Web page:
On the inside it’s all very new tech with surfaces stripped of buttons and a clean, modernist look. But the way classic Porsche design cues like the sweep of dials behind the wheel have been reinvented for the digital age with a blade-like screen is nicely done, to the extent they’ve even maintained the tradition of the outermost dials being obscured by the rim of the steering wheel.
While Tesla shows off yoke-style steering wheels, wireless widescreen gaming and a promise the car can ‘guess’ which way you’re going so you don’t need indicator stalks, Porsche sticks to quaint traditions of building cars for people who actually like driving. This and a sense of quality Tesla has yet to match are the two key differentiators for the Taycan over the Model S, and proof Porsche doesn’t need gimmickry. From a seating position that feels straight out of a 911 to the precision of the assembly, there’s a reassuring sense of quality in the Taycan that will ease the transition for long-standing customers coming from internal combustion powered products. The idea of an electric Porsche may seem like a big leap. But once you’re in it you feel very much in the comfort zone, with just enough futurism to validate the Taycan’s trailblazing role but not so much it’ll scare off EV rookies. More generally the industry-wide switch to touch-sensitive surfaces has been enthusiastically embraced by Porsche and won’t be to all tastes. But it feels good in here.
Technology and Features
As a reviewer it’s very easy to get swept away by the experience of driving a Porsche but it pays to scrutinise the spec sheet to compare the press car dream with the reality of what customers will actually get for their money. And in the case of the car you see here it’s worth bearing in mind you’re not looking at a £70,000 Taycan as you might think but, rather, a £100,000 one. T’was ever thus with Porsche but the few hundred quid here and there you pay for things like power folding mirrors, rear side airbags and the rest quickly add up. There’s plenty of standard kit but you need to fire up the configurator with your eyes – and your wallet – open.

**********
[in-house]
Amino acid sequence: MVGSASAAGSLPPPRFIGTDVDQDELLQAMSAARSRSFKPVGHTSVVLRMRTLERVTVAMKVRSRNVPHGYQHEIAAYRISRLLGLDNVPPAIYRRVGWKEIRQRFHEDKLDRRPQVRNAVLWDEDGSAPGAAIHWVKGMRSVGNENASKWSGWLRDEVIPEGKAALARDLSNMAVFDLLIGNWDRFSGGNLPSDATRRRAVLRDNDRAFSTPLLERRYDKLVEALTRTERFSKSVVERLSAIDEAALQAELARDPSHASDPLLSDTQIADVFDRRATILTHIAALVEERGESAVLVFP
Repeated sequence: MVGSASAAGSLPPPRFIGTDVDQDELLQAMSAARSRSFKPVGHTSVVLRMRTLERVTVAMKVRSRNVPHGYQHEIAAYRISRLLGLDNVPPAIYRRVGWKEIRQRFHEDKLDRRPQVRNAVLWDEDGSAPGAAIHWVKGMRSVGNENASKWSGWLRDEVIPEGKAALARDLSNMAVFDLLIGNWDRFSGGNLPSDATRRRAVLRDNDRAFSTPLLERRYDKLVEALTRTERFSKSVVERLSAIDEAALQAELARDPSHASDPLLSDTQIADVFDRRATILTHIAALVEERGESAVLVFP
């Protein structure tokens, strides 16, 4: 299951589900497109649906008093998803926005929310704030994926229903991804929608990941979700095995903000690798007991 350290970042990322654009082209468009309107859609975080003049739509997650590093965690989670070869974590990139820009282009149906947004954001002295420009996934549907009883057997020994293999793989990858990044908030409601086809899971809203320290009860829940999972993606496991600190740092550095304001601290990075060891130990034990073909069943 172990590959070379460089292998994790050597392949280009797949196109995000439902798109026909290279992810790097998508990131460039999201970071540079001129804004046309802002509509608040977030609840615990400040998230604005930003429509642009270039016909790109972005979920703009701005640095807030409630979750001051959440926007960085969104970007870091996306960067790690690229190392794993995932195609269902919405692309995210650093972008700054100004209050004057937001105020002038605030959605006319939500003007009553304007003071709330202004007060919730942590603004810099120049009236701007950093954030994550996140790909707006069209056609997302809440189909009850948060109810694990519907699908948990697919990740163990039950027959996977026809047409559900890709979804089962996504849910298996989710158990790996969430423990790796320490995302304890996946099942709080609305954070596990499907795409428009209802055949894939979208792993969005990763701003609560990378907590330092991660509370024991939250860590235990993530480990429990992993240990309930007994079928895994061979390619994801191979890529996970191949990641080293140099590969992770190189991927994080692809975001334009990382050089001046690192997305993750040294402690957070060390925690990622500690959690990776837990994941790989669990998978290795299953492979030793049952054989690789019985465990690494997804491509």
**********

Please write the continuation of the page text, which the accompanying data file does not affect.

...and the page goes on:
A true verdict on the ‘base’ Taycan will have to come when we’ve driven one with steel suspension and the bare minimum of torque-vectoring fluffery. But the fundamental questions of whether a 476PS Taycan is fast enough, or capable of deploying its instant electrified torque through just two driven wheels, can be answered with enthusiastic affirmatives on both counts. That you can use all that power in complete confidence even when the roads are at their greasiest is tribute to how cleverly Porsche has calibrated its delivery. That there is genuine feedback through the steering wheel and seat of the pants in a car this big, this complex and this heavy is extraordinary. In the silence of electric propulsion you can sense grip levels through the sound the tyres make on different surfaces, the utter faith you get from the control responses meaning you can confidently play with the rear-driven Taycan on the throttle with such subtlety your passengers won’t even notice. That drift record is there for the taking. But you don’t need to be on the lock stops to appreciate the fact this might be the most rewarding Taycan to drive at vaguely realistic speeds, as well as the cheapest to buy and the one that’ll go furthest on a charge.
Single electric motor, 83.7kWh Lithium-ion battery
357Nm (264lb ft)
Two-speed automatic, rear-wheel-drive
301 miles, 3.05 miles/kWh
10 hours and 30 minutes to 100 per cent with a 9.6kW charger, 1 hour and 33 minutes to 80 per cent with a 50kW rapid charger
Reviewed by Dan Trent